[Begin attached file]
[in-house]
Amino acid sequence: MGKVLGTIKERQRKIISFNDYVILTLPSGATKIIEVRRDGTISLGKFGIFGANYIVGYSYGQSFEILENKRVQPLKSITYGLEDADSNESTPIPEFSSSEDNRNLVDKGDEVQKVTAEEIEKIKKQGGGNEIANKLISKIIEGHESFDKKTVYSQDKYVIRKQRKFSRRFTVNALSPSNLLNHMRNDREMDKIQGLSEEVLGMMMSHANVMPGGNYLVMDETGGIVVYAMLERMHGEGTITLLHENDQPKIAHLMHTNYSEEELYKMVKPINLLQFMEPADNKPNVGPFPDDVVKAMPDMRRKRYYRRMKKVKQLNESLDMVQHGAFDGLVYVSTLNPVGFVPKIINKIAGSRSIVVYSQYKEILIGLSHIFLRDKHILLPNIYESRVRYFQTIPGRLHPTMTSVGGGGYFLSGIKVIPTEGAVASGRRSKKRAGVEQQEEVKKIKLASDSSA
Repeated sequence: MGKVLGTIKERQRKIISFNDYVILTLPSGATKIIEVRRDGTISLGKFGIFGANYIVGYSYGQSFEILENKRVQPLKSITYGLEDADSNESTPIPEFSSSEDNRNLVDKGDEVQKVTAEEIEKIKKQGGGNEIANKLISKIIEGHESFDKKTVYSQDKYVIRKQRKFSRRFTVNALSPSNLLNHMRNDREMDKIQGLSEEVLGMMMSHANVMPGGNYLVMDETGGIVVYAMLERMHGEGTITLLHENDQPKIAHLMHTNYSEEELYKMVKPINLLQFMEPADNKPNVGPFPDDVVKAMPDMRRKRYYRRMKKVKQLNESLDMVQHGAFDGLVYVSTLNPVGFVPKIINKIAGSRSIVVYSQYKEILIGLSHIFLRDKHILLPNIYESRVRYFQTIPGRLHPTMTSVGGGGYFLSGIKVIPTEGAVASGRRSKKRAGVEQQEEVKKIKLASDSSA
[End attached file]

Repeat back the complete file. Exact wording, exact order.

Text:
[in-house]
Amino acid sequence: MGKVLGTIKERQRKIISFNDYVILTLPSGATKIIEVRRDGTISLGKFGIFGANYIVGYSYGQSFEILENKRVQPLKSITYGLEDADSNESTPIPEFSSSEDNRNLVDKGDEVQKVTAEEIEKIKKQGGGNEIANKLISKIIEGHESFDKKTVYSQDKYVIRKQRKFSRRFTVNALSPSNLLNHMRNDREMDKIQGLSEEVLGMMMSHANVMPGGNYLVMDETGGIVVYAMLERMHGEGTITLLHENDQPKIAHLMHTNYSEEELYKMVKPINLLQFMEPADNKPNVGPFPDDVVKAMPDMRRKRYYRRMKKVKQLNESLDMVQHGAFDGLVYVSTLNPVGFVPKIINKIAGSRSIVVYSQYKEILIGLSHIFLRDKHILLPNIYESRVRYFQTIPGRLHPTMTSVGGGGYFLSGIKVIPTEGAVASGRRSKKRAGVEQQEEVKKIKLASDSSA
Repeated sequence: MGKVLGTIKERQRKIISFNDYVILTLPSGATKIIEVRRDGTISLGKFGIFGANYIVGYSYGQSFEILENKRVQPLKSITYGLEDADSNESTPIPEFSSSEDNRNLVDKGDEVQKVTAEEIEKIKKQGGGNEIANKLISKIIEGHESFDKKTVYSQDKYVIRKQRKFSRRFTVNALSPSNLLNHMRNDREMDKIQGLSEEVLGMMMSHANVMPGGNYLVMDETGGIVVYAMLERMHGEGTITLLHENDQPKIAHLMHTNYSEEELYKMVKPINLLQFMEPADNKPNVGPFPDDVVKAMPDMRRKRYYRRMKKVKQLNESLDMVQHGAFDGLVYVSTLNPVGFVPKIINKIAGSRSIVVYSQYKEILIGLSHIFLRDKHILLPNIYESRVRYFQTIPGRLHPTMTSVGGGGYFLSGIKVIPTEGAVASGRRSKKRAGVEQQEEVKKIKLASDSSA